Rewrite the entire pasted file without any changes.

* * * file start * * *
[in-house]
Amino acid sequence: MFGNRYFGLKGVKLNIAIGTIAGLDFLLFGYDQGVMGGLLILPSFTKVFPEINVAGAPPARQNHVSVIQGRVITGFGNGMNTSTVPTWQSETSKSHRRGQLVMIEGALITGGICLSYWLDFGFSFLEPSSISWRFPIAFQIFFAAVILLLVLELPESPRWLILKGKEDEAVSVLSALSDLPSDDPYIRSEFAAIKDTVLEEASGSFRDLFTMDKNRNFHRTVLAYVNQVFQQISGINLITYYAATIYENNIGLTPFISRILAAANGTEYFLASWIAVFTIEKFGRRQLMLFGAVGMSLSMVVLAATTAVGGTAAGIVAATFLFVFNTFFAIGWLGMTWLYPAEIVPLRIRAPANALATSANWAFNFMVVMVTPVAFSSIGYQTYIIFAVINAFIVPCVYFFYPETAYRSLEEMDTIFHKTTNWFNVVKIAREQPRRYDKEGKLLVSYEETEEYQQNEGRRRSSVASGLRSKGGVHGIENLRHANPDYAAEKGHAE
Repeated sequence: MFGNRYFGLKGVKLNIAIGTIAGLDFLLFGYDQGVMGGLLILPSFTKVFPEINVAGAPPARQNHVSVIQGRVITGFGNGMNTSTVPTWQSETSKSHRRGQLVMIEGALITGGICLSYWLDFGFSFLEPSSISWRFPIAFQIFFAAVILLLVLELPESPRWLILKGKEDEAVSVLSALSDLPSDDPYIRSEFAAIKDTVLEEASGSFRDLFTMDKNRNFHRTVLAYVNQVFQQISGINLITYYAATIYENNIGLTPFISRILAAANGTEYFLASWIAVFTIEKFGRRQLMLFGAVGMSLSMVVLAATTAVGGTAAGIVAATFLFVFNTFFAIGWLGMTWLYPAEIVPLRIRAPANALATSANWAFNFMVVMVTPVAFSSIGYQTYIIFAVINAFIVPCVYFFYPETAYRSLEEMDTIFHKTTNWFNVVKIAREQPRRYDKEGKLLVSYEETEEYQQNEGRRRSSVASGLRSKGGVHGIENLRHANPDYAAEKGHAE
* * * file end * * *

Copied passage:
[in-house]
Amino acid sequence: MFGNRYFGLKGVKLNIAIGTIAGLDFLLFGYDQGVMGGLLILPSFTKVFPEINVAGAPPARQNHVSVIQGRVITGFGNGMNTSTVPTWQSETSKSHRRGQLVMIEGALITGGICLSYWLDFGFSFLEPSSISWRFPIAFQIFFAAVILLLVLELPESPRWLILKGKEDEAVSVLSALSDLPSDDPYIRSEFAAIKDTVLEEASGSFRDLFTMDKNRNFHRTVLAYVNQVFQQISGINLITYYAATIYENNIGLTPFISRILAAANGTEYFLASWIAVFTIEKFGRRQLMLFGAVGMSLSMVVLAATTAVGGTAAGIVAATFLFVFNTFFAIGWLGMTWLYPAEIVPLRIRAPANALATSANWAFNFMVVMVTPVAFSSIGYQTYIIFAVINAFIVPCVYFFYPETAYRSLEEMDTIFHKTTNWFNVVKIAREQPRRYDKEGKLLVSYEETEEYQQNEGRRRSSVASGLRSKGGVHGIENLRHANPDYAAEKGHAE
Repeated sequence: MFGNRYFGLKGVKLNIAIGTIAGLDFLLFGYDQGVMGGLLILPSFTKVFPEINVAGAPPARQNHVSVIQGRVITGFGNGMNTSTVPTWQSETSKSHRRGQLVMIEGALITGGICLSYWLDFGFSFLEPSSISWRFPIAFQIFFAAVILLLVLELPESPRWLILKGKEDEAVSVLSALSDLPSDDPYIRSEFAAIKDTVLEEASGSFRDLFTMDKNRNFHRTVLAYVNQVFQQISGINLITYYAATIYENNIGLTPFISRILAAANGTEYFLASWIAVFTIEKFGRRQLMLFGAVGMSLSMVVLAATTAVGGTAAGIVAATFLFVFNTFFAIGWLGMTWLYPAEIVPLRIRAPANALATSANWAFNFMVVMVTPVAFSSIGYQTYIIFAVINAFIVPCVYFFYPETAYRSLEEMDTIFHKTTNWFNVVKIAREQPRRYDKEGKLLVSYEETEEYQQNEGRRRSSVASGLRSKGGVHGIENLRHANPDYAAEKGHAE